From Witchcraft to Walking on Two Legs – We Can’t Get Enough of Celebrity Dogs

Could a 17th century poodle be the first canine celebrity?

By Jennifer Grant


The phenomena of iconic pets, with celebrity stature, started hundreds of years ago with a humble and dedicated white Standard Poodle named, Boy. This dog, a gift to the imprisoned Prince Rupert from his uncle, King Charles I (of England), was so skilled in avoiding death on the battlefield that people started to believe he was a witch.

Photo: History Notes

A most unusual dog haircut invigorated the rumors that preceded Boy’s arrival in England. With a shaved backend and an already legendary status, Boy was no ordinary canine. Word had passed from battlefields in Austria that no one could kill his human when Boy was with him. Several Austrian soldiers even claimed to have shot Prince Rupert at point-blank range with nary a scratch.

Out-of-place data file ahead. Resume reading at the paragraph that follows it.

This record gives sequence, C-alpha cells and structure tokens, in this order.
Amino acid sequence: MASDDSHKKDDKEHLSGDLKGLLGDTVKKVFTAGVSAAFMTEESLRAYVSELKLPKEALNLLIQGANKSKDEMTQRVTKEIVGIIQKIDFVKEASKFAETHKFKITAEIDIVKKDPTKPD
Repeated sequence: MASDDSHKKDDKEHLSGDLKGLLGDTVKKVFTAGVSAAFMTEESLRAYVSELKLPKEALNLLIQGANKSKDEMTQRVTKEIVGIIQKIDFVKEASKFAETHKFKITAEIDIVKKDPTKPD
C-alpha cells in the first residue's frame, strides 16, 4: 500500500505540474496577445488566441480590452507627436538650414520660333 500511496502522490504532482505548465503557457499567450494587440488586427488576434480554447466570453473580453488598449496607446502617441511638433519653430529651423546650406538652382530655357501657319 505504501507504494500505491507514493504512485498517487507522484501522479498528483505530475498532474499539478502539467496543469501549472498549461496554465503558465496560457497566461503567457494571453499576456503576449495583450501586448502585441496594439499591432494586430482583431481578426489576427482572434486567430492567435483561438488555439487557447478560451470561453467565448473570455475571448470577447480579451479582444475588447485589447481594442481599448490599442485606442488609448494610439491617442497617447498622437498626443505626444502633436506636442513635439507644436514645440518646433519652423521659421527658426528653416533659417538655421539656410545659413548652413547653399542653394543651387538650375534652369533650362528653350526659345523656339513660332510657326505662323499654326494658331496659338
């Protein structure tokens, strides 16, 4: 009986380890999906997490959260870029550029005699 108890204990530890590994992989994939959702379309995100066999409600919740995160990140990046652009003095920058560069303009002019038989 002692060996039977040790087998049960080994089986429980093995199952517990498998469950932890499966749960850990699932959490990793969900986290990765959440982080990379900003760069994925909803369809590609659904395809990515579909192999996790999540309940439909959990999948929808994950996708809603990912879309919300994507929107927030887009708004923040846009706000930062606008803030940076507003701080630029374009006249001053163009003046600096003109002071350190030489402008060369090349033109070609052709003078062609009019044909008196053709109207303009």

Photo: History Notes

Fake news has always been a plague, and rudimentary social media of the 17th century did not escape its lure. A pamphlet called, Observations Upon Prince Rupert’s White Dog Called Boy was a bit of satire wildly circulated to poke fun at those who believed the dog had Occult powers.

The pamphlet was widely disseminated, claiming that Boy could speak multiple languages, catch a bullet in his teeth, keep his master bullet-proof AND invisible, and that Boy possessed the power of prophecy. All of this was propaganda, of course, but the pubic lapped it up.

Photo: History Notes

It seems that dogs have enchanted us since recorded history. While modern canines are not subject to suspicions of witchcraft, they are very much in the spotlight and shaping cultural norms.

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